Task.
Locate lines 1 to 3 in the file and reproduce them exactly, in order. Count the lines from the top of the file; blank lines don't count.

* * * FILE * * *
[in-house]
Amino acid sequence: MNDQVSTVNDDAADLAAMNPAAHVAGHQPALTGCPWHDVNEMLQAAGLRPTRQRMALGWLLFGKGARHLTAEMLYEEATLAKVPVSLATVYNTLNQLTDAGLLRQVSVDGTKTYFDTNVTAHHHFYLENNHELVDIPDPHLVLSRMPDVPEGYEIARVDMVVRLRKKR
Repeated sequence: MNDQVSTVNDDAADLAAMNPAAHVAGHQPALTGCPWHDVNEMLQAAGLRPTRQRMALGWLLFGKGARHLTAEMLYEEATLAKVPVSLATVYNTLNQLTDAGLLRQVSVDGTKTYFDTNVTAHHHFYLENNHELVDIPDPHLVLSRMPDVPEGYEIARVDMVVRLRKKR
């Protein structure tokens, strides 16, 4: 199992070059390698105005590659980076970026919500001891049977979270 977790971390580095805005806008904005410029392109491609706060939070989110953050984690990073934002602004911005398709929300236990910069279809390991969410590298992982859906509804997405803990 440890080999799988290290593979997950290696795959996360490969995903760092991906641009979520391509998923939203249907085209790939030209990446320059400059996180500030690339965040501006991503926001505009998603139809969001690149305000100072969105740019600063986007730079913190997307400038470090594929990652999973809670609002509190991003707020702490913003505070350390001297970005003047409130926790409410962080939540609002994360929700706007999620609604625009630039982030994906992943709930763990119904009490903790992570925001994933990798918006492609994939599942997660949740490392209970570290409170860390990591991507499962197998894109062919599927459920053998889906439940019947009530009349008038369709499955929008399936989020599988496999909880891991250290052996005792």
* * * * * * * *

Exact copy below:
[in-house]
Amino acid sequence: MNDQVSTVNDDAADLAAMNPAAHVAGHQPALTGCPWHDVNEMLQAAGLRPTRQRMALGWLLFGKGARHLTAEMLYEEATLAKVPVSLATVYNTLNQLTDAGLLRQVSVDGTKTYFDTNVTAHHHFYLENNHELVDIPDPHLVLSRMPDVPEGYEIARVDMVVRLRKKR
Repeated sequence: MNDQVSTVNDDAADLAAMNPAAHVAGHQPALTGCPWHDVNEMLQAAGLRPTRQRMALGWLLFGKGARHLTAEMLYEEATLAKVPVSLATVYNTLNQLTDAGLLRQVSVDGTKTYFDTNVTAHHHFYLENNHELVDIPDPHLVLSRMPDVPEGYEIARVDMVVRLRKKR